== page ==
Vegetable seed availability and implications for developing countries: A perspective from Morocco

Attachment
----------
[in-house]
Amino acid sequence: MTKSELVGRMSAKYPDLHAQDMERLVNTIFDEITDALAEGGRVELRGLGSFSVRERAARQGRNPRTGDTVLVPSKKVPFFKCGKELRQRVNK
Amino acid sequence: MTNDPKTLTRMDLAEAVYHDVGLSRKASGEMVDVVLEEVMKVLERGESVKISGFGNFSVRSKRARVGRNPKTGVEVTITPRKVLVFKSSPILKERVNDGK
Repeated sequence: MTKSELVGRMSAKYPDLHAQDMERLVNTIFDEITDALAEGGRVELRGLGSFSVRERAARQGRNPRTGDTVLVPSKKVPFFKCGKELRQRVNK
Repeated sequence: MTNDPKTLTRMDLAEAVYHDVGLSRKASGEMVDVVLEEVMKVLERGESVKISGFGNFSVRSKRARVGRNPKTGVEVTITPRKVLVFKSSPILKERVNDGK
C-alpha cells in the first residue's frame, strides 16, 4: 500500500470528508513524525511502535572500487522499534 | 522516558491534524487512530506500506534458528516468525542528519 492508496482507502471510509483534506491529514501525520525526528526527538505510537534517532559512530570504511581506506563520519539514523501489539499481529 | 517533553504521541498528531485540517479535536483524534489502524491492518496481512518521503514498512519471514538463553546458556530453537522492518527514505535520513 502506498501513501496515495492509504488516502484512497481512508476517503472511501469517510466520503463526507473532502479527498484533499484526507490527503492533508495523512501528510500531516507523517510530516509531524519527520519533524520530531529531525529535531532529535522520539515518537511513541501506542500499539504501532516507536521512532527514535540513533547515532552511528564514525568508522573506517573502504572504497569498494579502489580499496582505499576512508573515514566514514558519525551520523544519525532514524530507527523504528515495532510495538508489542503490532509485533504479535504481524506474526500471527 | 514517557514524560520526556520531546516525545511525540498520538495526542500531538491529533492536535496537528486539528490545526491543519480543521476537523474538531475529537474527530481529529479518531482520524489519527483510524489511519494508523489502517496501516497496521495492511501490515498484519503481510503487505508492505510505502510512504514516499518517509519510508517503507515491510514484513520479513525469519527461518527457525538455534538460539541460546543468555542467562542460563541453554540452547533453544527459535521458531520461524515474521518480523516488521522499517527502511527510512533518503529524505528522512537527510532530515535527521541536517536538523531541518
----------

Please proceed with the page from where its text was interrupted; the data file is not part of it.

This paper (PDF), published in the Outlook on Agriculture journal, provides an overview and analysis of vegetable seed industries in developing countries, with a focus on Morocco, and the resulting influences on smaller subsistence farmers. Vegetables play a very important role not only in providing the fibre and essential nutrients required for maintaining a well balanced diet in developing countries, but also for revenue generation from multiple domestic and international markets. New vegetable variety development is generally non-existent in most developing countries, with seed typically sourced from developed countries. This situation results in a dependence on developed countries to supply vegetable seed for most of the world’s demands. This dependence is troubling as it creates a myriad of problems, from improper recommendations of vegetable varieties to products growing in areas to which they are not necessarily adapted. The three types of vegetable seed materials (landraces, pure- line inbred and hybrid varieties) are discussed in the context of smaller farmers. The ongoing problems and issues related to the absence of vegetable seed industries in developing countries will undoubtedly affect food production, nutritional health and the resulting food security in these countries for future generations.